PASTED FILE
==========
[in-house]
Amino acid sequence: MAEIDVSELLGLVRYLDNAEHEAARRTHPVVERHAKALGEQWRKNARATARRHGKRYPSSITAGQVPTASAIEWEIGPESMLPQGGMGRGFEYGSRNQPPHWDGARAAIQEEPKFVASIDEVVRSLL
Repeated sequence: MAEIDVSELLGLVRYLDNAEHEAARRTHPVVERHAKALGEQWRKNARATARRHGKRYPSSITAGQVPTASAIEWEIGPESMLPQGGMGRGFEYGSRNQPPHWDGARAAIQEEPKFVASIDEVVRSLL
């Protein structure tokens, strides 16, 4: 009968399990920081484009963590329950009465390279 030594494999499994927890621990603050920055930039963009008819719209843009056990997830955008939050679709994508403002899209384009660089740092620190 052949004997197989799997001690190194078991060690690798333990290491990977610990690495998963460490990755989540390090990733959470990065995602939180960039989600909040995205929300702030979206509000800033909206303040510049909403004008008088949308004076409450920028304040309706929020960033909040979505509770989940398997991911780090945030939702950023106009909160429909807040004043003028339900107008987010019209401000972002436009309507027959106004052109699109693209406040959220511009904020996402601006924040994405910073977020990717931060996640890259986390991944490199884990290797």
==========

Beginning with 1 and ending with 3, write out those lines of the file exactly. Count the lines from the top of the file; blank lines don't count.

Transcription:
[in-house]
Amino acid sequence: MAEIDVSELLGLVRYLDNAEHEAARRTHPVVERHAKALGEQWRKNARATARRHGKRYPSSITAGQVPTASAIEWEIGPESMLPQGGMGRGFEYGSRNQPPHWDGARAAIQEEPKFVASIDEVVRSLL
Repeated sequence: MAEIDVSELLGLVRYLDNAEHEAARRTHPVVERHAKALGEQWRKNARATARRHGKRYPSSITAGQVPTASAIEWEIGPESMLPQGGMGRGFEYGSRNQPPHWDGARAAIQEEPKFVASIDEVVRSLL